Confirm Action

Are you sure you wish to do this?

Confirm Cancel
Member Login
Site Notices
Posted: 10/25/2001 12:58:04 PM EDT
Here's my situation...I'm contemplating buying a house that's on 15 acres of land and has a riding ring, a stable, etc. I am not a horseback rider, nor do I have any intention of pursuing it right now as a hobby. My question is this...do you think it would be a good idea to let people board their horses there for a fee? Also, how much can one command for JUST boarding and occasionally feeding if nobody else could do it? What would be the difference if I did do the feeding, but made it their responsibility to buy the food and bring it to the property? What about stall cleaning? I guess what I'm asking is how "hands off" can one be when it comes to boarding. Also, what's the deal with liability/insurance in these scenarios? Whew...a lot of questions, I know... Any help would be appreciated. Thanks, Chimborazo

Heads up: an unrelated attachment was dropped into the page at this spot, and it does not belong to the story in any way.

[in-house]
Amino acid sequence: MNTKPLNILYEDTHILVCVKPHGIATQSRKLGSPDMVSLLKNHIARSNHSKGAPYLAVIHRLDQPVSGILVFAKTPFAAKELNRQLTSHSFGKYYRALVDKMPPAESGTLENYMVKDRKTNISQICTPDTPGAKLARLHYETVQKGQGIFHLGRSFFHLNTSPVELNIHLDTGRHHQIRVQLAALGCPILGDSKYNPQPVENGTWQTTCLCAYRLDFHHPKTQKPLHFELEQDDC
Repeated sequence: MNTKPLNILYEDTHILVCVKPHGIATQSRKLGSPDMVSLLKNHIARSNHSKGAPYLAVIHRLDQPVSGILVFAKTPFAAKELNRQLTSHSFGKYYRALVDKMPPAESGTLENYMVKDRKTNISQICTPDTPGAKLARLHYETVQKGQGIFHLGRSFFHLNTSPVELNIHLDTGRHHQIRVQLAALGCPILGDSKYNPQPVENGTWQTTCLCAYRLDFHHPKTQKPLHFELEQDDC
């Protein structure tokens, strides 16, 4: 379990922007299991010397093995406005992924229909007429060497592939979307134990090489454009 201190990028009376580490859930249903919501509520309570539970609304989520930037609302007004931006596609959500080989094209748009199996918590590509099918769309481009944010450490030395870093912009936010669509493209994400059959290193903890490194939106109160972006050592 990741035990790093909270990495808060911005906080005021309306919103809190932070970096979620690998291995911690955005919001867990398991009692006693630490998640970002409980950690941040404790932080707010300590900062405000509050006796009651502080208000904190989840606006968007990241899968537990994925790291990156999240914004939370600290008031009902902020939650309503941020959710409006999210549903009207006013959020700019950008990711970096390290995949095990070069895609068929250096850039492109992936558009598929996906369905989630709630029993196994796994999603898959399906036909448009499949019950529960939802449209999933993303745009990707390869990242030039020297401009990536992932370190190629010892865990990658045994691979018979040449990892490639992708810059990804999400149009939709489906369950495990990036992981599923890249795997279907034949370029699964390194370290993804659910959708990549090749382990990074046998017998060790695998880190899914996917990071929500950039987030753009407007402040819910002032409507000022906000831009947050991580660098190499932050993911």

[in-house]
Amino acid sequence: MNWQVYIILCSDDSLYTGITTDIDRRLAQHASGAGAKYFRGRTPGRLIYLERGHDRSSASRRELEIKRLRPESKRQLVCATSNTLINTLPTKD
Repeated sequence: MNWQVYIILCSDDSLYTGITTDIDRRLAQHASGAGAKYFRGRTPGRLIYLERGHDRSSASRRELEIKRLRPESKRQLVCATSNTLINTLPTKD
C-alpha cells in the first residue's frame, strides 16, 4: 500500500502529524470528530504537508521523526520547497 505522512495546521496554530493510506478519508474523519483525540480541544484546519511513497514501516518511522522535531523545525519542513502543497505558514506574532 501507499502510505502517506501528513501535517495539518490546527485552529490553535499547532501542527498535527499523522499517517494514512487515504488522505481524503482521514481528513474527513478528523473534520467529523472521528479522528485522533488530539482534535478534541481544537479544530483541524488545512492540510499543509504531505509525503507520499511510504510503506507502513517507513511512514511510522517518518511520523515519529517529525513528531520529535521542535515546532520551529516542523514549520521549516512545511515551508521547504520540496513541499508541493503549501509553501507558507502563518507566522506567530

Link Posted: 10/25/2001 1:05:41 PM EDT
I grew up with horses that we boarded elsewhere... as I recall, we paid in the neighborhood of $125 /per animal full board, but WE were responsible for cleaning the stalls. The stables provided all bedding materials, feed ([i]oats, grain and hay[/i]), and rodent control. They also were responsible for the care of the arena and pastures, so thatgopher holes were not a constant threat to either horse or rider. Insurance will always be a very big expense, since you will in effect be operating a legal business on your land. Hope this helps!
Link Posted: 10/25/2001 1:49:31 PM EDT
Horses take a lot of work,feed,grooming,stalling.Lots of poop to scoop and pine chips or straw to spread .Feed twice a day EVERY day. cpermd
Link Posted: 10/25/2001 2:30:59 PM EDT